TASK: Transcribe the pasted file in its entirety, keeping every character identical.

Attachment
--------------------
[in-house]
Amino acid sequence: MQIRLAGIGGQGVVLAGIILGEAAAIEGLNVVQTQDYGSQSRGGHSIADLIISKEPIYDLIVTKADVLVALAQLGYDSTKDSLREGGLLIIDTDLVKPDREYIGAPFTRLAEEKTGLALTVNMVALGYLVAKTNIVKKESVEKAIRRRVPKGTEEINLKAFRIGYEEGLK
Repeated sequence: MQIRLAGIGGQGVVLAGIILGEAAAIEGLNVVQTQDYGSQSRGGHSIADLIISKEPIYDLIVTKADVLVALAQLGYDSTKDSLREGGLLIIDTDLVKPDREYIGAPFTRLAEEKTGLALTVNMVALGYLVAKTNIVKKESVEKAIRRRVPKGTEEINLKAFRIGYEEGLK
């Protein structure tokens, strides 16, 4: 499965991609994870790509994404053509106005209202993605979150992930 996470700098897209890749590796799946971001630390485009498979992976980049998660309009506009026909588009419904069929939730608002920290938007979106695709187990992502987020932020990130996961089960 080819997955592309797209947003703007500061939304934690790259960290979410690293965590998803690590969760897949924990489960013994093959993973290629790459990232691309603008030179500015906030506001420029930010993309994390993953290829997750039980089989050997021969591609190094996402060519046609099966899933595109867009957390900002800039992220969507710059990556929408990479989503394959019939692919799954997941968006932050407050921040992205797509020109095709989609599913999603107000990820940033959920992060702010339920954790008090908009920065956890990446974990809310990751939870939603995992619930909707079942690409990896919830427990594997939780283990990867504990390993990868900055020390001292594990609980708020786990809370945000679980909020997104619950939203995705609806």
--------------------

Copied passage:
[in-house]
Amino acid sequence: MQIRLAGIGGQGVVLAGIILGEAAAIEGLNVVQTQDYGSQSRGGHSIADLIISKEPIYDLIVTKADVLVALAQLGYDSTKDSLREGGLLIIDTDLVKPDREYIGAPFTRLAEEKTGLALTVNMVALGYLVAKTNIVKKESVEKAIRRRVPKGTEEINLKAFRIGYEEGLK
Repeated sequence: MQIRLAGIGGQGVVLAGIILGEAAAIEGLNVVQTQDYGSQSRGGHSIADLIISKEPIYDLIVTKADVLVALAQLGYDSTKDSLREGGLLIIDTDLVKPDREYIGAPFTRLAEEKTGLALTVNMVALGYLVAKTNIVKKESVEKAIRRRVPKGTEEINLKAFRIGYEEGLK
């Protein structure tokens, strides 16, 4: 499965991609994870790509994404053509106005209202993605979150992930 996470700098897209890749590796799946971001630390485009498979992976980049998660309009506009026909588009419904069929939730608002920290938007979106695709187990992502987020932020990130996961089960 080819997955592309797209947003703007500061939304934690790259960290979410690293965590998803690590969760897949924990489960013994093959993973290629790459990232691309603008030179500015906030506001420029930010993309994390993953290829997750039980089989050997021969591609190094996402060519046609099966899933595109867009957390900002800039992220969507710059990556929408990479989503394959019939692919799954997941968006932050407050921040992205797509020109095709989609599913999603107000990820940033959920992060702010339920954790008090908009920065956890990446974990809310990751939870939603995992619930909707079942690409990896919830427990594997939780283990990867504990390993990868900055020390001292594990609980708020786990809370945000679980909020997104619950939203995705609806």